His attorney, Paul Shechtman, said he doesn't expect Liu to be called as a witness at the trial, but he'll be "an interested observer."

"Whatever the outcome of the trial, I do think that the public will learn that John Liu has always sought to run an honorable campaign," Shechtman said, adding that he was confident that no witness would testify Liu was aware of any wrongdoing.

Still, the cloud over Liu's campaign operation deepened a week before the trial, when prosecutors revealed that his former press secretary, Sharon Lee, had been granted immunity and would be compelled to testify about her solicitation of donations from as many as 10 family members and friends, half of whom she agreed to reimburse if they sent money.

At a pre-trial hearing Friday, Judge Richard Sullivan seemed less than impressed by Lee's potential testimony and said he would decide later whether it was relevant to the charges. He said a prosecutor seemed "squirrelly" when the lawyer was reluctant to say whether Lee was an unindicted co-conspirator, though he eventually acknowledged that she was.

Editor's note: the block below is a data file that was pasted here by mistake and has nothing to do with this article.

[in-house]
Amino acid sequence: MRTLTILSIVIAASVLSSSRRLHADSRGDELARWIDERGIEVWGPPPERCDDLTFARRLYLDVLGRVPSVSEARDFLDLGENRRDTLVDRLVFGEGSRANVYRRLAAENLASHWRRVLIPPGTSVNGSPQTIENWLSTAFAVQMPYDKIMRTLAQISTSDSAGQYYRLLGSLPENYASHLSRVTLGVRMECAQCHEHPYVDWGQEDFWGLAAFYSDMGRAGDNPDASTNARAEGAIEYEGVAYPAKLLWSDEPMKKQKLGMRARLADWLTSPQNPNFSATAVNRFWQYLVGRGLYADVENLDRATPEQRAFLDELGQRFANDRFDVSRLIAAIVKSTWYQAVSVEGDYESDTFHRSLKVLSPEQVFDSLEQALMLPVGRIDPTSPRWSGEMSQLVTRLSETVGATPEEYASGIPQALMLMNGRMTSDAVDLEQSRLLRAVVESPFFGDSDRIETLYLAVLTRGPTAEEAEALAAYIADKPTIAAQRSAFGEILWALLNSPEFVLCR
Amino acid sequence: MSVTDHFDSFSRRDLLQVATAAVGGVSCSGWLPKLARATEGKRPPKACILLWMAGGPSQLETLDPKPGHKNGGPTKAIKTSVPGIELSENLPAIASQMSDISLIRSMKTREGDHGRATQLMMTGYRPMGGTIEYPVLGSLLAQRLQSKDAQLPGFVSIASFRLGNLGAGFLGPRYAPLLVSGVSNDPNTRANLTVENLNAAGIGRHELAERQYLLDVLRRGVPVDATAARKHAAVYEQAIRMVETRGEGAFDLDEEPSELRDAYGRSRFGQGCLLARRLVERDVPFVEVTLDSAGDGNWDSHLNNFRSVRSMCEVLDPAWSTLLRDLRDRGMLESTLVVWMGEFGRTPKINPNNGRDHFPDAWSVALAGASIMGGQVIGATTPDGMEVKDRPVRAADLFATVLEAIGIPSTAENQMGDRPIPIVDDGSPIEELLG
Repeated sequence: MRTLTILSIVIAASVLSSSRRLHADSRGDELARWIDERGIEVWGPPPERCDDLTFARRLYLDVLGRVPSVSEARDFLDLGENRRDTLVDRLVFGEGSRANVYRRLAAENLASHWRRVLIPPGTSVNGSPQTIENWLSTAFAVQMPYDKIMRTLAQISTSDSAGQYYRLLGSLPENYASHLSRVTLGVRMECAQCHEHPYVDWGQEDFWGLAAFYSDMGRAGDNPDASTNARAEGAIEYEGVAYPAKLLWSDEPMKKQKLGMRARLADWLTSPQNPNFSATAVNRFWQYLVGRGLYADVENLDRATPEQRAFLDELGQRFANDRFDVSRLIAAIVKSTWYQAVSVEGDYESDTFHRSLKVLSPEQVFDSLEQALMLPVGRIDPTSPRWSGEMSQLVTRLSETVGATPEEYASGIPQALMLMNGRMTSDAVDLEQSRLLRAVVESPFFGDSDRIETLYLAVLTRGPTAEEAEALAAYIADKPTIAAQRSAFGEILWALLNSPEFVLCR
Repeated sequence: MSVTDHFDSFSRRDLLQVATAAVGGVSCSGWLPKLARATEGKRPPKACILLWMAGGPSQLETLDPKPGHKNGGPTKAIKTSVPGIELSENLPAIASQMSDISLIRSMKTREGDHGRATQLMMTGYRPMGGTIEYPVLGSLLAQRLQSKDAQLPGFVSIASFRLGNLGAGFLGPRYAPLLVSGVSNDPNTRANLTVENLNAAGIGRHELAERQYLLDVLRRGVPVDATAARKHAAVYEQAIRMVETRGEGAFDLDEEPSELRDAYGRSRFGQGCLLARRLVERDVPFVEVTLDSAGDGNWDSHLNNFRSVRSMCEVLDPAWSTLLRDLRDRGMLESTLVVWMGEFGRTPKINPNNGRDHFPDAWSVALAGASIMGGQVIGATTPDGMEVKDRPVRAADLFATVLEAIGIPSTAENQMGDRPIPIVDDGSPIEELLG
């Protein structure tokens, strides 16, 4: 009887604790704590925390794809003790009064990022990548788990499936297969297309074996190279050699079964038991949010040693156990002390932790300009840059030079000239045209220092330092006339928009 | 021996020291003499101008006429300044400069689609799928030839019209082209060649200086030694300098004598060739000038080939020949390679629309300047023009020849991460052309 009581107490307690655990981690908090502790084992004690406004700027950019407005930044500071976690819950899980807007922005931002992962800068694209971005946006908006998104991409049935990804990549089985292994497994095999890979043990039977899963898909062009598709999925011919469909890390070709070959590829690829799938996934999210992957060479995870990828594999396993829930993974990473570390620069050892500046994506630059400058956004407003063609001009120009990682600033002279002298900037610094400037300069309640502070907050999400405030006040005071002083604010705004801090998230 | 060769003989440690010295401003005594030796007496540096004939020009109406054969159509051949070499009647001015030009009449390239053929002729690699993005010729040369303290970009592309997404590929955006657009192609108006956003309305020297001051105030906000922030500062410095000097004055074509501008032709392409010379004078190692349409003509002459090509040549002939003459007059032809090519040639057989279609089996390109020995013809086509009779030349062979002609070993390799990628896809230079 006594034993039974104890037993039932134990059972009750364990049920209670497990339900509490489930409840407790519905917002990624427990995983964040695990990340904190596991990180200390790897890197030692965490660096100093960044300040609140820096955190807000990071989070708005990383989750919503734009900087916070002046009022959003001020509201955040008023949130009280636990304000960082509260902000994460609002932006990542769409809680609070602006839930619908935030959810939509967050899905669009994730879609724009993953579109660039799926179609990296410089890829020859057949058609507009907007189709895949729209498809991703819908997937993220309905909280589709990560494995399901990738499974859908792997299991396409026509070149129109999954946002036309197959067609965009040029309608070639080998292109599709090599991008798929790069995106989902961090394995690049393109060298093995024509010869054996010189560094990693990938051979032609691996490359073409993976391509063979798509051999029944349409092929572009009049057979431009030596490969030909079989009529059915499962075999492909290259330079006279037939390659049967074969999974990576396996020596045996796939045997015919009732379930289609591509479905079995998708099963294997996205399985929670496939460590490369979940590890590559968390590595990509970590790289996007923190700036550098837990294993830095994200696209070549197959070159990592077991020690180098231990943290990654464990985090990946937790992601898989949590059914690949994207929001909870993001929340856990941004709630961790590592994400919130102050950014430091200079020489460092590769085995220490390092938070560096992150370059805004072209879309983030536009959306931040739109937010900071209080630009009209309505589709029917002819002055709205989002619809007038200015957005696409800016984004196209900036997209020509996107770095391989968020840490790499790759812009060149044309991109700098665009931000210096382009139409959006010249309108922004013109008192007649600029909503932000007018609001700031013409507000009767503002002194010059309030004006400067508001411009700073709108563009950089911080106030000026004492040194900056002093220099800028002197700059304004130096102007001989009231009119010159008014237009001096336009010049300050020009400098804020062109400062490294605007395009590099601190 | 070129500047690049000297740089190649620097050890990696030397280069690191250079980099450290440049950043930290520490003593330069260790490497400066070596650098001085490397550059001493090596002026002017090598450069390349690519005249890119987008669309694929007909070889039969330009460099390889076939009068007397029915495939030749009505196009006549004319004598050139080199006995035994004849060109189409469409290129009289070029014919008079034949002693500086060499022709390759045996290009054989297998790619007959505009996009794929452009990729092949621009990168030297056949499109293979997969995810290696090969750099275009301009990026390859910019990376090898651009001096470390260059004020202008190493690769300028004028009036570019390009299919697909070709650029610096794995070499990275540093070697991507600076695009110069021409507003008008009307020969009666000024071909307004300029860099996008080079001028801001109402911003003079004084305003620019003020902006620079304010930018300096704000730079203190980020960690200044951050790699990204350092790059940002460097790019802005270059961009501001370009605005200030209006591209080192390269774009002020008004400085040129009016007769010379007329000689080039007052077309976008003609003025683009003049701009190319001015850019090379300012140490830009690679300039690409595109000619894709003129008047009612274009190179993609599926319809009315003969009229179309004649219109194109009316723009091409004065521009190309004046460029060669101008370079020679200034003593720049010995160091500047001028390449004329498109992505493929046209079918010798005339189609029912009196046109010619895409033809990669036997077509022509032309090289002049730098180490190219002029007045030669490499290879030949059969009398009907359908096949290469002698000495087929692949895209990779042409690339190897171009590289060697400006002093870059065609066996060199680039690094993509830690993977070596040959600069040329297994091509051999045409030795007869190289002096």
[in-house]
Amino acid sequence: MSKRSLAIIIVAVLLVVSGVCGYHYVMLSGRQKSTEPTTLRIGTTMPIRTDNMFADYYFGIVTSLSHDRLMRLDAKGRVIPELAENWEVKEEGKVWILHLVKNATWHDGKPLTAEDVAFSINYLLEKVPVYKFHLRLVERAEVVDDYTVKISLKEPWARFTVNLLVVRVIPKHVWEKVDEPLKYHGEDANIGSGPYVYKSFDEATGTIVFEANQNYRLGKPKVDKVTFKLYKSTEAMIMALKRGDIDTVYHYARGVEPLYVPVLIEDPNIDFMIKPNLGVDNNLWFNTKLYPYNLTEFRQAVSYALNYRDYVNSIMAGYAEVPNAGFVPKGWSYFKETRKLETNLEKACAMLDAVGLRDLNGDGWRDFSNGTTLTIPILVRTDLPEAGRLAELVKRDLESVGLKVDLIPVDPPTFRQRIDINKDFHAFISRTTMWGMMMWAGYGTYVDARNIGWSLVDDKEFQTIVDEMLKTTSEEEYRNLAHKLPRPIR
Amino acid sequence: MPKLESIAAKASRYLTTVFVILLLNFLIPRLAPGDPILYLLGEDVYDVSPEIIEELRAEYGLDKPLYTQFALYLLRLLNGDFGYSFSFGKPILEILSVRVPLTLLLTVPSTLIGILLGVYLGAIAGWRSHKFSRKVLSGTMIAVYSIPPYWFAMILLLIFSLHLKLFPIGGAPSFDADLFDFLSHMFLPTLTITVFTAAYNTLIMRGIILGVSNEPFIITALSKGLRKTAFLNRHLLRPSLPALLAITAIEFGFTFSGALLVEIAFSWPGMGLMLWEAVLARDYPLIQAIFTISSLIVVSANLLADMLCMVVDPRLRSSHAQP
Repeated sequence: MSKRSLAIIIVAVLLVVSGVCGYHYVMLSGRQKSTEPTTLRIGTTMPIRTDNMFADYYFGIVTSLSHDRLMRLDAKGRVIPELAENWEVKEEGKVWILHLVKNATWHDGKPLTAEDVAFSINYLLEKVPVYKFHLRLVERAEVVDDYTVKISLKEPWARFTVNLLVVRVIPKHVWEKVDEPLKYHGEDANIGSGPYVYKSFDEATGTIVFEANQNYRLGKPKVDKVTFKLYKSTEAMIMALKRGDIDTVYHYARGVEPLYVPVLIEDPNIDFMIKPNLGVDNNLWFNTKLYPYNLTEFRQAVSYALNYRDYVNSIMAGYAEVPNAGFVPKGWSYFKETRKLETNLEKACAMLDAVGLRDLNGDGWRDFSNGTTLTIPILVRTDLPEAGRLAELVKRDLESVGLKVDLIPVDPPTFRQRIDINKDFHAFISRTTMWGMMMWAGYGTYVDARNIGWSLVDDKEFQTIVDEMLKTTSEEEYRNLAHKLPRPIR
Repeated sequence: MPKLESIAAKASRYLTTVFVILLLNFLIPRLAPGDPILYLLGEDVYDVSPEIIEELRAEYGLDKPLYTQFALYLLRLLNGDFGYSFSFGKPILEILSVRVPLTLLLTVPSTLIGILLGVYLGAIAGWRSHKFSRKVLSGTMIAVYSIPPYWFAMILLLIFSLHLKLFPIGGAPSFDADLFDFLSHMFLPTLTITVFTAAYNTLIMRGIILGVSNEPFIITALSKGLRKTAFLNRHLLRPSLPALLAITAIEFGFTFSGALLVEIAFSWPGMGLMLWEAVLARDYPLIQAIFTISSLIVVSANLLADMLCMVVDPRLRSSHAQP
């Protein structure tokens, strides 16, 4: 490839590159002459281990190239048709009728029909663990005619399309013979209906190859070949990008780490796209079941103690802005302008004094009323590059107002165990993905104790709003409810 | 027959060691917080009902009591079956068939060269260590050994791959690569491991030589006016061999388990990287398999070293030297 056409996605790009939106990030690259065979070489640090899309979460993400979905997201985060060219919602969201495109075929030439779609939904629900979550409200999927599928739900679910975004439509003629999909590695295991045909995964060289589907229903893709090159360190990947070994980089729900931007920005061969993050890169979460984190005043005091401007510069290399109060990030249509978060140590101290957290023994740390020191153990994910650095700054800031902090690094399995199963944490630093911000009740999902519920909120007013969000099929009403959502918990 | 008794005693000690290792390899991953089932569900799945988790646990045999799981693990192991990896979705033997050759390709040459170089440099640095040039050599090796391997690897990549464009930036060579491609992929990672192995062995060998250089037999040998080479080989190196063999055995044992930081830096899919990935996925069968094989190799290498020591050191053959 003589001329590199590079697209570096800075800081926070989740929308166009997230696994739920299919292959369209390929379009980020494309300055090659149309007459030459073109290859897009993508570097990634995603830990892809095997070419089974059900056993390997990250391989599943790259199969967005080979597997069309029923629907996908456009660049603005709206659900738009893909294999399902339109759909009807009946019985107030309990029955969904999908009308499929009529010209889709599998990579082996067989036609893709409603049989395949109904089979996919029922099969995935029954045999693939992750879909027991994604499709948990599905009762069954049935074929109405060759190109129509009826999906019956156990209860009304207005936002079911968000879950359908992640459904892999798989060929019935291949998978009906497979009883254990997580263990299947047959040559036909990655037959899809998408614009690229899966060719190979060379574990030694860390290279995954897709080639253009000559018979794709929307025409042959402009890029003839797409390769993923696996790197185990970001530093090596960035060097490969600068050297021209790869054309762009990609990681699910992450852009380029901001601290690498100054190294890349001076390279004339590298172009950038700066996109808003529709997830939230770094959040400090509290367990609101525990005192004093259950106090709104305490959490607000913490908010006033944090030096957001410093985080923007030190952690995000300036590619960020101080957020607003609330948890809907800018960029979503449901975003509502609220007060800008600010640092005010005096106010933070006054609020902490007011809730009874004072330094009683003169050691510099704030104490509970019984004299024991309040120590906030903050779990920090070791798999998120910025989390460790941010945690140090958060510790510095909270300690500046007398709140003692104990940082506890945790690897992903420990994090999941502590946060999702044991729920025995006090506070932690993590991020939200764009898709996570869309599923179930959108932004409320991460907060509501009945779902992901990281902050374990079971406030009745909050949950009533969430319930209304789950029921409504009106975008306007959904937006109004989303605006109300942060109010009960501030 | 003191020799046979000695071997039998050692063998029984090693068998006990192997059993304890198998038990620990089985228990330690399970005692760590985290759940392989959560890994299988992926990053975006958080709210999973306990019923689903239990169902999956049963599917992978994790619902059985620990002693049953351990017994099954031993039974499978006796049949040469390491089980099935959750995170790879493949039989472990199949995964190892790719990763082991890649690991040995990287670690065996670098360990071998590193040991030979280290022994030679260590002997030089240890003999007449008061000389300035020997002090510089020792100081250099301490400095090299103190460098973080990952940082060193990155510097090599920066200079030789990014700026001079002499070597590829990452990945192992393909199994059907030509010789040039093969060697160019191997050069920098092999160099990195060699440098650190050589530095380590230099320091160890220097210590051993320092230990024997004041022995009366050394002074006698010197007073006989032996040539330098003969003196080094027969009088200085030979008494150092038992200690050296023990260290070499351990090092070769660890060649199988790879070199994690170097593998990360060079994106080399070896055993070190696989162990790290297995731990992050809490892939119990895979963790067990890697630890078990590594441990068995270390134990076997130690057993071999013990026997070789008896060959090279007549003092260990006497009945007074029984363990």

Hou's lawyer, Gerald Lefcourt, said in a letter to Sullivan that Lee has maintained that the campaign did not ask her to solicit friends and family and that it was "her own doing."

Lefcourt said some contributors might have arranged among themselves to channel money through straw donors, but his client knew nothing of it.

Lawyers for Pan have argued that prosecutors developed a sting operation against Pan and manufactured a criminal case despite knowing — from Pan's repeated rejection of the government's advances — that he was not predisposed to violate campaign finance laws.

Defense lawyers also said authorities terrorized Pan with the threat of arrest to coerce him to help the government manufacture a crime that it could say Liu had committed. The attorneys said the government had been investigating Liu's fundraising since 2009 and began an undercover sting operation directed at the comptroller and Pan in early 2011.

"Mr. Pan was entrapped by the undercover sting into violating the campaign finance law, but Mr. Liu was not ensnared by the operation," the lawyers wrote in court papers.